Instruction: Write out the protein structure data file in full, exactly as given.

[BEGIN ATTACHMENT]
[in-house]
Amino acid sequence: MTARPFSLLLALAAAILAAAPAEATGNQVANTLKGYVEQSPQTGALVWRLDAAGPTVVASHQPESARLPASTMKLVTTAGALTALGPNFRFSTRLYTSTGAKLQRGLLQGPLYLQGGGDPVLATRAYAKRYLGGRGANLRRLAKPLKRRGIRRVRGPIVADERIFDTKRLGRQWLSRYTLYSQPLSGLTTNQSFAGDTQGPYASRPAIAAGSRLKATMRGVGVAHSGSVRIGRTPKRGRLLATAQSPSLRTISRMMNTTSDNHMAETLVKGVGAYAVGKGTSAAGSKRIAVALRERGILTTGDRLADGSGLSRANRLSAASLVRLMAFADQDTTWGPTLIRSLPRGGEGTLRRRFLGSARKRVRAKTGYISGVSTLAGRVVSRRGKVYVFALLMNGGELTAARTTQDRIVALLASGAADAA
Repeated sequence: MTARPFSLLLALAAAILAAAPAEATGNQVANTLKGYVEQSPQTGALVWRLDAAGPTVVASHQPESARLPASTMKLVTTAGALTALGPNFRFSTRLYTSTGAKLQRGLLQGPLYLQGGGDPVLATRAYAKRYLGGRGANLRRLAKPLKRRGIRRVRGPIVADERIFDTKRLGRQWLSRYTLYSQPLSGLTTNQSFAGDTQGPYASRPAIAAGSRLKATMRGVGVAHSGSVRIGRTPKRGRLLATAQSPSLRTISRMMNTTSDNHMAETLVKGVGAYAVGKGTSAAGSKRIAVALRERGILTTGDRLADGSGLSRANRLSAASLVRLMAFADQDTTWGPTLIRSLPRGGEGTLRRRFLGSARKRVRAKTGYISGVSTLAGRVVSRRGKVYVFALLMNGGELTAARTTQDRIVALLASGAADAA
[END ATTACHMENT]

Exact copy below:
[in-house]
Amino acid sequence: MTARPFSLLLALAAAILAAAPAEATGNQVANTLKGYVEQSPQTGALVWRLDAAGPTVVASHQPESARLPASTMKLVTTAGALTALGPNFRFSTRLYTSTGAKLQRGLLQGPLYLQGGGDPVLATRAYAKRYLGGRGANLRRLAKPLKRRGIRRVRGPIVADERIFDTKRLGRQWLSRYTLYSQPLSGLTTNQSFAGDTQGPYASRPAIAAGSRLKATMRGVGVAHSGSVRIGRTPKRGRLLATAQSPSLRTISRMMNTTSDNHMAETLVKGVGAYAVGKGTSAAGSKRIAVALRERGILTTGDRLADGSGLSRANRLSAASLVRLMAFADQDTTWGPTLIRSLPRGGEGTLRRRFLGSARKRVRAKTGYISGVSTLAGRVVSRRGKVYVFALLMNGGELTAARTTQDRIVALLASGAADAA
Repeated sequence: MTARPFSLLLALAAAILAAAPAEATGNQVANTLKGYVEQSPQTGALVWRLDAAGPTVVASHQPESARLPASTMKLVTTAGALTALGPNFRFSTRLYTSTGAKLQRGLLQGPLYLQGGGDPVLATRAYAKRYLGGRGANLRRLAKPLKRRGIRRVRGPIVADERIFDTKRLGRQWLSRYTLYSQPLSGLTTNQSFAGDTQGPYASRPAIAAGSRLKATMRGVGVAHSGSVRIGRTPKRGRLLATAQSPSLRTISRMMNTTSDNHMAETLVKGVGAYAVGKGTSAAGSKRIAVALRERGILTTGDRLADGSGLSRANRLSAASLVRLMAFADQDTTWGPTLIRSLPRGGEGTLRRRFLGSARKRVRAKTGYISGVSTLAGRVVSRRGKVYVFALLMNGGELTAARTTQDRIVALLASGAADAA